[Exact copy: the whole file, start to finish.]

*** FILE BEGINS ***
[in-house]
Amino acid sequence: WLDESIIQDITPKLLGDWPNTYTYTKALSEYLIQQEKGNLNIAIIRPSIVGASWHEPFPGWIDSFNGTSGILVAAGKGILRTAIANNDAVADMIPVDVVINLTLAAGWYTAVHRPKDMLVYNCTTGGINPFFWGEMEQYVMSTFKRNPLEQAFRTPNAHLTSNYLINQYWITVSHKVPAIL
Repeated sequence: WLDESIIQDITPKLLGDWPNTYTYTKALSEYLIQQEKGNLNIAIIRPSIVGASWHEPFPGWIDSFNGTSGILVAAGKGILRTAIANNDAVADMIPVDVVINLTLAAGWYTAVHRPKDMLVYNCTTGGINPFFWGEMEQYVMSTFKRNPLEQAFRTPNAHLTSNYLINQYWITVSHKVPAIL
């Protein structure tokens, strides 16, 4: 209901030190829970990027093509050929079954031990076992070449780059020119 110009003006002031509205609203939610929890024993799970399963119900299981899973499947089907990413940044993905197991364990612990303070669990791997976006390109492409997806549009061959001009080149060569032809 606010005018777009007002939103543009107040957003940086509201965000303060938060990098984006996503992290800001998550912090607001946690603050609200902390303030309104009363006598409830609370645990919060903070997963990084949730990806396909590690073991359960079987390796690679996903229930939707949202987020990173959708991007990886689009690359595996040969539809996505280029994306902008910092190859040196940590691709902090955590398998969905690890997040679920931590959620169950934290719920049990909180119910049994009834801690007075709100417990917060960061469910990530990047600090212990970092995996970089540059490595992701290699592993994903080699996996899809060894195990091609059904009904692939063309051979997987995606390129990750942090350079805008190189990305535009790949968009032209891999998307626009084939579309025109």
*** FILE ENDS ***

[in-house]
Amino acid sequence: WLDESIIQDITPKLLGDWPNTYTYTKALSEYLIQQEKGNLNIAIIRPSIVGASWHEPFPGWIDSFNGTSGILVAAGKGILRTAIANNDAVADMIPVDVVINLTLAAGWYTAVHRPKDMLVYNCTTGGINPFFWGEMEQYVMSTFKRNPLEQAFRTPNAHLTSNYLINQYWITVSHKVPAIL
Repeated sequence: WLDESIIQDITPKLLGDWPNTYTYTKALSEYLIQQEKGNLNIAIIRPSIVGASWHEPFPGWIDSFNGTSGILVAAGKGILRTAIANNDAVADMIPVDVVINLTLAAGWYTAVHRPKDMLVYNCTTGGINPFFWGEMEQYVMSTFKRNPLEQAFRTPNAHLTSNYLINQYWITVSHKVPAIL
């Protein structure tokens, strides 16, 4: 209901030190829970990027093509050929079954031990076992070449780059020119 110009003006002031509205609203939610929890024993799970399963119900299981899973499947089907990413940044993905197991364990612990303070669990791997976006390109492409997806549009061959001009080149060569032809 606010005018777009007002939103543009107040957003940086509201965000303060938060990098984006996503992290800001998550912090607001946690603050609200902390303030309104009363006598409830609370645990919060903070997963990084949730990806396909590690073991359960079987390796690679996903229930939707949202987020990173959708991007990886689009690359595996040969539809996505280029994306902008910092190859040196940590691709902090955590398998969905690890997040679920931590959620169950934290719920049990909180119910049994009834801690007075709100417990917060960061469910990530990047600090212990970092995996970089540059490595992701290699592993994903080699996996899809060894195990091609059904009904692939063309051979997987995606390129990750942090350079805008190189990305535009790949968009032209891999998307626009084939579309025109």